Avoiding Jet Lag

One of the most common issues for a regular traveler is jet lag. It’s also one of the hardest to deal with if you don’t prepare ahead of time. Changing time zones can wreak havoc on your natural circadian rhythms, affecting your entire trip. I have been very lucky in that whenever I’ve traveled abroad, it’s been to either El Salvador (same time zone as Texas) or Manila (where the people I meet with work American hours). After some research, I have found some effective ways in avoiding jet lag, and if you readers have any tips I would love to hear those as well!

  • Hydrate, hydrate, hydrate. I talk about this one a lot just for comfort’s sake, but keeping hydrated can help you avoid jet lag as well. Air on planes is drier than almost any place on earth, which can zap the moisture right out of your body. Drink 8-10 oz of water for every hour you’re on the plane.
  • Change your watch immediately. Once you get on the plane, immediately change your watch or phone to the new time zone. This will help you figure out when to sleep or stay awake on the plane.
  • Sleep (or stay awake) on the plane. If you are arriving in the morning, it is so important to sleep on the plane. There are a variety of aids, including Tylenol PM, melatonin, eyemask, white noise apps on your phone, ear plugs, blankets, pillows…. the list goes on and on. If you arrive at night and will be sleeping once you get to your hotel, do your best to stay awake on the plane. If you need to take a nap, try to keep it less than two hours.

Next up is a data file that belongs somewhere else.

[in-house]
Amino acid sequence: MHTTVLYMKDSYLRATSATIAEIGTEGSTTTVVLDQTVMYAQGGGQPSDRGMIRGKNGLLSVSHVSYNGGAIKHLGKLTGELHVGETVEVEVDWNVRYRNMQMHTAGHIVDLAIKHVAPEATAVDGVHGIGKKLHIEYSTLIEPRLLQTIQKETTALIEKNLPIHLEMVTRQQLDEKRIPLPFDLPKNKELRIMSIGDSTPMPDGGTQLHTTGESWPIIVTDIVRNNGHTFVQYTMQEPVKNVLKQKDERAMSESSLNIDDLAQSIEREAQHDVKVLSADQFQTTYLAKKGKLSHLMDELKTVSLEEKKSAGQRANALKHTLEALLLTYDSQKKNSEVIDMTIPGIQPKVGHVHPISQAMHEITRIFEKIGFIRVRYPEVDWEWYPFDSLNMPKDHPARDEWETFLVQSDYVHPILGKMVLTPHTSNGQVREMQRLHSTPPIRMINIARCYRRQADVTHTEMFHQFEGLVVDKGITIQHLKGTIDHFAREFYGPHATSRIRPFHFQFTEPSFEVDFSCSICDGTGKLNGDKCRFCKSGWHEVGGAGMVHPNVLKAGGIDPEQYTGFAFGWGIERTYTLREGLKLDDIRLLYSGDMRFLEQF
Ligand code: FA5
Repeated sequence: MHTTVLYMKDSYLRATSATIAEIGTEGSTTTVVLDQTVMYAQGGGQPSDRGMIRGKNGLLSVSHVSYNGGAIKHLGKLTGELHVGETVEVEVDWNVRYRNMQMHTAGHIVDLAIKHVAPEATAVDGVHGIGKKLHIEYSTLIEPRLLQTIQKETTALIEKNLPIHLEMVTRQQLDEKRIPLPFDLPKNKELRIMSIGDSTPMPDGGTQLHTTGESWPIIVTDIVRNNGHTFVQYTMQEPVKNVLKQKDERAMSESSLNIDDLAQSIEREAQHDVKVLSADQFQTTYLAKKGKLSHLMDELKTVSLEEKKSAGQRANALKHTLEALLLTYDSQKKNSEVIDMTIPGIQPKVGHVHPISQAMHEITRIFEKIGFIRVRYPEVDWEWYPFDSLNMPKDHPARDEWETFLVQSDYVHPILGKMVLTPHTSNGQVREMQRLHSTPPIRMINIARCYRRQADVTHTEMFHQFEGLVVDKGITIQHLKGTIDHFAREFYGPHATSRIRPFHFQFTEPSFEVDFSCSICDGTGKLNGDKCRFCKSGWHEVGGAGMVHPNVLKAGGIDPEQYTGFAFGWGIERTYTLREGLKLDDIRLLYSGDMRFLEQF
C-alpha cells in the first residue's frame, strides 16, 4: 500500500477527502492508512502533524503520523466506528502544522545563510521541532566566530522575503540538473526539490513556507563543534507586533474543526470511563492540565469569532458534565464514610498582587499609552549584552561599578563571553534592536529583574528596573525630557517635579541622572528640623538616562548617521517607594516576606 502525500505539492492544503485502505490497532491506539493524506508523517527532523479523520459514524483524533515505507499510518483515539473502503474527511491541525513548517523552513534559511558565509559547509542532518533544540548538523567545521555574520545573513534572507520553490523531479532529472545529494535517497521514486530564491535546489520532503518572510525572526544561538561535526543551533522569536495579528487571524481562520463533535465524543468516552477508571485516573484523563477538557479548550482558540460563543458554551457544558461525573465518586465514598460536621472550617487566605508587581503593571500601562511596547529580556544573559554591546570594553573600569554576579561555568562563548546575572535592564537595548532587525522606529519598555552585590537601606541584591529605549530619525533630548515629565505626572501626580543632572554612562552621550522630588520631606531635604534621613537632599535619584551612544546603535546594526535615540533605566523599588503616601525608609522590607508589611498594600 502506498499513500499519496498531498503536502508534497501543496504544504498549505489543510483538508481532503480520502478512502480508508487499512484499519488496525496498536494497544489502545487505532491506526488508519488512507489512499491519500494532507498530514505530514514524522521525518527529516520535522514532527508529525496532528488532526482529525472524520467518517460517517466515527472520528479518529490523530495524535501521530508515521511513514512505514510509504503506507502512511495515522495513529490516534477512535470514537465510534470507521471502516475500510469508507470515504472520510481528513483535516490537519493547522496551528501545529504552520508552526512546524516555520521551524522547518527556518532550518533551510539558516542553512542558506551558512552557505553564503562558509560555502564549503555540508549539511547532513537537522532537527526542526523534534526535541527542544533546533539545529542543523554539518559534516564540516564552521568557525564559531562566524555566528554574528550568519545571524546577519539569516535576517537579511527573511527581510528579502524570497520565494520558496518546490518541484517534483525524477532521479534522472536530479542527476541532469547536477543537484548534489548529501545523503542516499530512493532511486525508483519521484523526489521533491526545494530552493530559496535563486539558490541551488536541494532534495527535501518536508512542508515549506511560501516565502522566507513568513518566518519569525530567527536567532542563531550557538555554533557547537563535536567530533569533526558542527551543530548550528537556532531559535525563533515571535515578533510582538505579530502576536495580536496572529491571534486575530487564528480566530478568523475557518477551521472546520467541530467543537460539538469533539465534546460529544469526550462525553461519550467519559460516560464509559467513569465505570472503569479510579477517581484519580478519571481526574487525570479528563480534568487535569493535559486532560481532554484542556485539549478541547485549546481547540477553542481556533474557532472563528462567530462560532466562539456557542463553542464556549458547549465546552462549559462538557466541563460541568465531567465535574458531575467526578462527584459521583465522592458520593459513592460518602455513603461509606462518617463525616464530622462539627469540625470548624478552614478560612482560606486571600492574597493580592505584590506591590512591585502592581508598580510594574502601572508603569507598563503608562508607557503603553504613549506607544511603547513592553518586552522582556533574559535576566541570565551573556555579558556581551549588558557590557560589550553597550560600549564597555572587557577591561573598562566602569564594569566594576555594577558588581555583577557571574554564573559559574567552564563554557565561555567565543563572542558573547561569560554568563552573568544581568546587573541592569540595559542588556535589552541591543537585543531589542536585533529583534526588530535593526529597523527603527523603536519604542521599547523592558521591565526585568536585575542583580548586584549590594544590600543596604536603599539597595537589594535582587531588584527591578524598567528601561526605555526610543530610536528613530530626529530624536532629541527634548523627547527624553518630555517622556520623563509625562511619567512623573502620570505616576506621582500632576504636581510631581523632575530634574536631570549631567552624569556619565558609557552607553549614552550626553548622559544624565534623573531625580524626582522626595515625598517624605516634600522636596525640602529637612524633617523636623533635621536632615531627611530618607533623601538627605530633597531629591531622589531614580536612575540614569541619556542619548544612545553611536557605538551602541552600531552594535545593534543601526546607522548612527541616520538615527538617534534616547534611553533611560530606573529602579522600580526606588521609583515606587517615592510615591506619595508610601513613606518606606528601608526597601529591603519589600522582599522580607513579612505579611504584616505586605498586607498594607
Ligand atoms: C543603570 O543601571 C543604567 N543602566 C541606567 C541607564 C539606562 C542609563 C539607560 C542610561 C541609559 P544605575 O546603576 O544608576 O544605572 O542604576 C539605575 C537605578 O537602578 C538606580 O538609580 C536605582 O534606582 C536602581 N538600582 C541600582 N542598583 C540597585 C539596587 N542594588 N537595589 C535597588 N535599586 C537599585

• Go outside. Once you arrive, if it’s daylight try to spend some time outside or by a window. Sunlight can do wonders for waking you up and setting your natural rhythms.
  • Before you go. If it’s at all possible, try to start resetting your internal clock before you go. Try getting up and going to bed an hour earlier or later, depending on where you’re going. Obviously, this isn’t feasible for everyone, but it can really help you get into that groove.

Readers, what are your favorite tips for avoiding jet lag?

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  1. These are great tips, especially setting your watch to the time zone you’re traveling to, definitely helped on my trip to Ireland. I will say though, sometimes jet lag gets the best of you and you fall asleep on a tour bus (not that that’s happened to me or anything . . .)

  2. Going East always gets the best of me. There is nothing worse than spending 2 weeks in Asia and then traveling East to the east coast.
    Rule of thumb is it takes the body 1 day per hour time difference to adjust. This is when the sleeping pills come out! The 12 hour time difference is brutal!

  3. Going West is not a problem for me but going East is the killer. This is particularly bad for late risers but red eyes make it far worse because you miss a good night’s sleep. I always try to get a departure that’s as late as possible which gives the most time for some sleep. I also, if at all possible, build a couple of hours in for a nap, either morning or early afternoon, at the destination.

  4. I feel like I have no jet lag I just arrived from FL to Italy 6 hour difference. I stayed up throughout the itinerary 24 hours total trip time with like 4 hours of naps total (on the plane and airports). I arrived here 5pm and stayed up until 10pm now I am up and feel great… hmm lets seee!

  5. I recently read that eating breakfast at the local time, then staying up ’til a reasonable bedtime, is the way to go. I haven’t had a chance to try it out, though…

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